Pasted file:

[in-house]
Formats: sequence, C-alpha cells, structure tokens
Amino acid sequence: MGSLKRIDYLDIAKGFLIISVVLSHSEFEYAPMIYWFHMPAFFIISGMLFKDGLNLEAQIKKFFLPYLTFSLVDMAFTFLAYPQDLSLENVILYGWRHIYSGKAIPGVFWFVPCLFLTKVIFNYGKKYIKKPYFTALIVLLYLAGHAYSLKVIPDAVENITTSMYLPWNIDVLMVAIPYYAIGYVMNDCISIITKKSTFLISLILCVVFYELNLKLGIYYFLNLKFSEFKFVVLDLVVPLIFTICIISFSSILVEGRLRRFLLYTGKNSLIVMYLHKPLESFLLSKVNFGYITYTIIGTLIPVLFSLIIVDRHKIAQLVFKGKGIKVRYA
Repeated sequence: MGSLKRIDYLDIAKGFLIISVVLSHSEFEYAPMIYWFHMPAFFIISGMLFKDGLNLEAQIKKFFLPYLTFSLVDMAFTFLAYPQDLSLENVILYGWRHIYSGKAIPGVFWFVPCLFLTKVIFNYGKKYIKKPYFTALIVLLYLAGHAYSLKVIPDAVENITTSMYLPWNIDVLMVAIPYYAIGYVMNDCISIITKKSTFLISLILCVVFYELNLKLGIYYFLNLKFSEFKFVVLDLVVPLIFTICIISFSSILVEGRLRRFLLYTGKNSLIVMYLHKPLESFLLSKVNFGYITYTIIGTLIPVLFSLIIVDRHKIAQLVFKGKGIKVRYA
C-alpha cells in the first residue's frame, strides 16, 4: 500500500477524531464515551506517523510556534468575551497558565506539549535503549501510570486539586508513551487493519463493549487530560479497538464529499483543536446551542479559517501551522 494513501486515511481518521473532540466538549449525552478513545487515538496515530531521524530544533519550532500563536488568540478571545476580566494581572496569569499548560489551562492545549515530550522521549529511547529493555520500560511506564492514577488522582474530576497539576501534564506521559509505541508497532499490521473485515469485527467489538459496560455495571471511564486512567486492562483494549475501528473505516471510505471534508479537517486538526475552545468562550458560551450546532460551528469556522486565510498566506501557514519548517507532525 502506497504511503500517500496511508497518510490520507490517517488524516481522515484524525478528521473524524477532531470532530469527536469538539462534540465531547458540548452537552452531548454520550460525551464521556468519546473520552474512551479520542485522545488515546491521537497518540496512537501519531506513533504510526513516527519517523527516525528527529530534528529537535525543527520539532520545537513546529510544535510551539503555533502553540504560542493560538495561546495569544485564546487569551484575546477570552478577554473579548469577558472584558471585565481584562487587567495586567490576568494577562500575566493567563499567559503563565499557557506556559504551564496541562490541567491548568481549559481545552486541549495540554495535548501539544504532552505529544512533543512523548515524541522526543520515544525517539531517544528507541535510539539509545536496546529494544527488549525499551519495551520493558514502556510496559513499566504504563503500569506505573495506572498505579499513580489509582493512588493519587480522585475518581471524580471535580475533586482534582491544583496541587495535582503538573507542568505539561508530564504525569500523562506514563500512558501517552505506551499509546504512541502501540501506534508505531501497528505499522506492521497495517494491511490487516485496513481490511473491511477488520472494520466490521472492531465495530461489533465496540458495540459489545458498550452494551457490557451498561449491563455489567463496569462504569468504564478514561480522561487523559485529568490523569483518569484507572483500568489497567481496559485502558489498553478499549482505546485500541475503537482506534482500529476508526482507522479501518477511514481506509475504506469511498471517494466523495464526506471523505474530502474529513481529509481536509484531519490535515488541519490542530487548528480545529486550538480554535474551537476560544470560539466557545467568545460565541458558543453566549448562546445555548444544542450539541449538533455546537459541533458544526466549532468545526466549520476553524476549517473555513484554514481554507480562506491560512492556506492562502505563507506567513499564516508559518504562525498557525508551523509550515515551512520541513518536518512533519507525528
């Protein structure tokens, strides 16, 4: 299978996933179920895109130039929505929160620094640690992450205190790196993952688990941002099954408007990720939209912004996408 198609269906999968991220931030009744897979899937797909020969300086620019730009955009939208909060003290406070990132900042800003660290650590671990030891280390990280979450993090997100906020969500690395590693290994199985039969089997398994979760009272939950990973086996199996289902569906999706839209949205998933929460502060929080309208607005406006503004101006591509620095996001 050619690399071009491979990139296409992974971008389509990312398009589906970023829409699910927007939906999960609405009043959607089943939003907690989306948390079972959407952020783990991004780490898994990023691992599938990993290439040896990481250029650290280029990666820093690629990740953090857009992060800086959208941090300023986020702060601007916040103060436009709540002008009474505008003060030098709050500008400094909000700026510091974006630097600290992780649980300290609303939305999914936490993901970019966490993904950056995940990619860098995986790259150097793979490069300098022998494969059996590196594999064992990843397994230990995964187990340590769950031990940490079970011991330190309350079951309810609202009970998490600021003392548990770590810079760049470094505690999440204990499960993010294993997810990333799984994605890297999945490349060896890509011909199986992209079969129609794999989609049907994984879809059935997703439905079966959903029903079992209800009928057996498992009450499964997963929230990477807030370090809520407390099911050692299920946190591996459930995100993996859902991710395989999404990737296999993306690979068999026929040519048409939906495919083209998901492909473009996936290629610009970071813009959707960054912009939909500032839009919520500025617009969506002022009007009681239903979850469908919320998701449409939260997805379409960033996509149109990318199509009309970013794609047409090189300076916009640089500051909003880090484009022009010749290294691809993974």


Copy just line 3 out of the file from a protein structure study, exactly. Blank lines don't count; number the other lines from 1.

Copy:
Amino acid sequence: MGSLKRIDYLDIAKGFLIISVVLSHSEFEYAPMIYWFHMPAFFIISGMLFKDGLNLEAQIKKFFLPYLTFSLVDMAFTFLAYPQDLSLENVILYGWRHIYSGKAIPGVFWFVPCLFLTKVIFNYGKKYIKKPYFTALIVLLYLAGHAYSLKVIPDAVENITTSMYLPWNIDVLMVAIPYYAIGYVMNDCISIITKKSTFLISLILCVVFYELNLKLGIYYFLNLKFSEFKFVVLDLVVPLIFTICIISFSSILVEGRLRRFLLYTGKNSLIVMYLHKPLESFLLSKVNFGYITYTIIGTLIPVLFSLIIVDRHKIAQLVFKGKGIKVRYA